Since we’re talking about the Republican Party and its descent into an authoritarian leader cult, we might as well invoke Godwin’s Law straightaway. Suppose you were conversing with a German in the early postwar years, and the man said that he supported Hitler’s policies, in fact he voted for him in 1933? And suppose he said the only thing that tore it for him was Hitler’s personal conduct, and how the Führer “abused the loyalty and trust” of supporters like himself?
You might conclude that the man had no more moral sense than a hyena, and that he only regretted the fact that things did not turn out well. Such thoughts passed through my mind on the publication of former Speaker of the House John Boehner’s memoir, On the House. The mainstream political media, on the other hand, have mostly bought into the author’s narrative frame that it’s a book of unguarded truth-telling by a profane and hard-drinking Regular Guy.
Despite that caveat, there are elements of Boehner’s tale that add to our knowledge about just how it came to pass that the so-called party of Lincoln inexorably was degenerating into madness well before Donald J. Trump became president.
Let us consider the case of Rep. Don Young (R-Alaska), he of "Bridge to Nowhere" fame. After Boehner made a speech denouncing congressional earmarks in 2011, Young (a master practitioner of pork barrel politics) confronted the speaker just off the House floor and, according to Boehner, held a 10-inch knife to his throat.
This anecdote has a couple of salient angles. First, if most of us had been threatened in such a manner, we would have filed a police report, and there would have been repercussions involving either criminal law or the legal disposition of a mentally unstable person. That the man who was second in line to the presidency, a constitutional officer who normally has a security detail, did nothing, shows either a saintly forbearance or, more likely, a strange, Stockholm Syndrome-like passivity beneath his façade of manly bluffness.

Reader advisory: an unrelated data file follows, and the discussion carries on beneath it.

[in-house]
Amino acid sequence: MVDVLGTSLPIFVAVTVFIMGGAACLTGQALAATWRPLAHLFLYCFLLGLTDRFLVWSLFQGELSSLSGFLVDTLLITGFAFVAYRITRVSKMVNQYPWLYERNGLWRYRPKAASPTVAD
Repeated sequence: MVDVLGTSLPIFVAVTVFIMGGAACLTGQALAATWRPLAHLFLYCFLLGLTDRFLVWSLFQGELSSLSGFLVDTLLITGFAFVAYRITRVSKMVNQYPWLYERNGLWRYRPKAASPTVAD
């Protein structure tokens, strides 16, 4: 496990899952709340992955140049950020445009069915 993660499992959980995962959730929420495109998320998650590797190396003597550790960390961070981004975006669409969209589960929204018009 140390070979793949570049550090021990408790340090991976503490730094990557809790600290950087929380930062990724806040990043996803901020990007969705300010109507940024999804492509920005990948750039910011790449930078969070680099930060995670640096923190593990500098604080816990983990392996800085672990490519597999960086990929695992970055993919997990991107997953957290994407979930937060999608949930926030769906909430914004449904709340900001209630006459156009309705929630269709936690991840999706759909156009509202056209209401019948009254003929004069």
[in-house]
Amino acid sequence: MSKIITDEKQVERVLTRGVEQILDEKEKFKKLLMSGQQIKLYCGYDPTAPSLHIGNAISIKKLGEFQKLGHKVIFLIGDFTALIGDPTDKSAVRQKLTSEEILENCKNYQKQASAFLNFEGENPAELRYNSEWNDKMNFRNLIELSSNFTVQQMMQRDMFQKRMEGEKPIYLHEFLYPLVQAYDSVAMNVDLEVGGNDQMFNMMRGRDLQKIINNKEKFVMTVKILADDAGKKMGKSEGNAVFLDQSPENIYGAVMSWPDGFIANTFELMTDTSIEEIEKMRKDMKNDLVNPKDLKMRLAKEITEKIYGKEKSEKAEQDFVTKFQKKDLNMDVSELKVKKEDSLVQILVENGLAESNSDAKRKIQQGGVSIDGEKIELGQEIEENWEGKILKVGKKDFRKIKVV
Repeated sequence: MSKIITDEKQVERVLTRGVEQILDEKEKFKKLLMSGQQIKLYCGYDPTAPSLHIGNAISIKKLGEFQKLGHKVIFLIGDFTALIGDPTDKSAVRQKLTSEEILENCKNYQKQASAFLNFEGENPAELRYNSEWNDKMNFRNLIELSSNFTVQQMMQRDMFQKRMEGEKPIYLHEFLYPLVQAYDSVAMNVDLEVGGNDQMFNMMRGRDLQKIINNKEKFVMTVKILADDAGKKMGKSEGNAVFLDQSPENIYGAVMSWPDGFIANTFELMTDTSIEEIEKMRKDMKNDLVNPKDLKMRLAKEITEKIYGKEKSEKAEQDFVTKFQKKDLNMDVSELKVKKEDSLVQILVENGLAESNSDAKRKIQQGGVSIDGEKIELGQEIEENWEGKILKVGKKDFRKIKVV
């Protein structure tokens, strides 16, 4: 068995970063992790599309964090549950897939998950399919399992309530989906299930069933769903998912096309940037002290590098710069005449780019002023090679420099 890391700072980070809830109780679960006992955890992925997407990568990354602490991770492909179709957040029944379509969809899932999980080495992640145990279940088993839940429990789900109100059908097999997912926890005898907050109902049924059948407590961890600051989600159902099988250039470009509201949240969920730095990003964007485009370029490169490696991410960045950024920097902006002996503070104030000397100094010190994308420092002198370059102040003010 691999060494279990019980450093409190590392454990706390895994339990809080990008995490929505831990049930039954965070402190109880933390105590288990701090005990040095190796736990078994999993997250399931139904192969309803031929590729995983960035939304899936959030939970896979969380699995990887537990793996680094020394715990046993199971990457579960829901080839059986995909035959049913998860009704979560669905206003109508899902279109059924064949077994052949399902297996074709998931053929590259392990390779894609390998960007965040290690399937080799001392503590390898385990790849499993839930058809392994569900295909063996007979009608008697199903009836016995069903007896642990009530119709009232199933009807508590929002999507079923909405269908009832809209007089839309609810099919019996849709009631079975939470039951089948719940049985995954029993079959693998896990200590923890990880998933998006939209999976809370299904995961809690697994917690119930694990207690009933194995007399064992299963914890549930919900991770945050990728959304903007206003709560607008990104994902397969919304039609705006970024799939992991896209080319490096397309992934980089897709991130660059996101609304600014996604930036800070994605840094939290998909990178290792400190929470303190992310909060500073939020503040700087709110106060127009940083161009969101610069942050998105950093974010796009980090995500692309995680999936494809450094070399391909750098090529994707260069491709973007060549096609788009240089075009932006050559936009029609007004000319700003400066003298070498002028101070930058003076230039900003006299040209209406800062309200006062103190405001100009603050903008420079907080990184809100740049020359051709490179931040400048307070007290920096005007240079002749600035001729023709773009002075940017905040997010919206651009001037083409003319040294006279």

Second, having myself worked on Capitol Hill until 2011, I already had Young pegged as a mean, nasty old geezer. But I had never credited him – if that’s the word – with homicidal impulses. How many more of those vain, insecure, tightly wound specimens that the American people in their wisdom have elected to Congress are as potentially dangerous as Young? Could that possibly have something to do with the crisis of democracy that currently besets us?
The other revealing episode involves deceased Fox News chairman Roger Ailes. When Boehner suggested that Ailes knock off some of the more outlandish conspiracy lies that Fox News was peddling, the TV mogul responded thus, according to the speaker’s memoirs:
But he did go on and on about the terrorist attack on the U.S. Embassy in Benghazi, which he thought was part of a grand conspiracy that led back to Hillary Clinton. Then he outlined elaborate plots by which George Soros and the Clintons and Obama (and whoever else came to mind) were trying to destroy him.
“They’re monitoring me," he assured me about the Obama White House. He told me he had a "safe room" built so he couldn’t be spied on. His mansion was being protected by combat-ready security personnel, he said. There was a lot of conspiratorial talk. It was like he’d been reading whacked-out spy novels all weekend.
Many Americans who have not drunk the Fox Kool-Aid have surmised that the TV “news” network consists of moustache-twirling Svengalis who don’t in the least believe the childish nonsense they are peddling. Rather, their theory holds that Fox management has cynically and scientifically confected a visually arresting montage of dog whistle-infused propaganda to deliberately addict the poorly educated and senescent viewership that Fox News targets.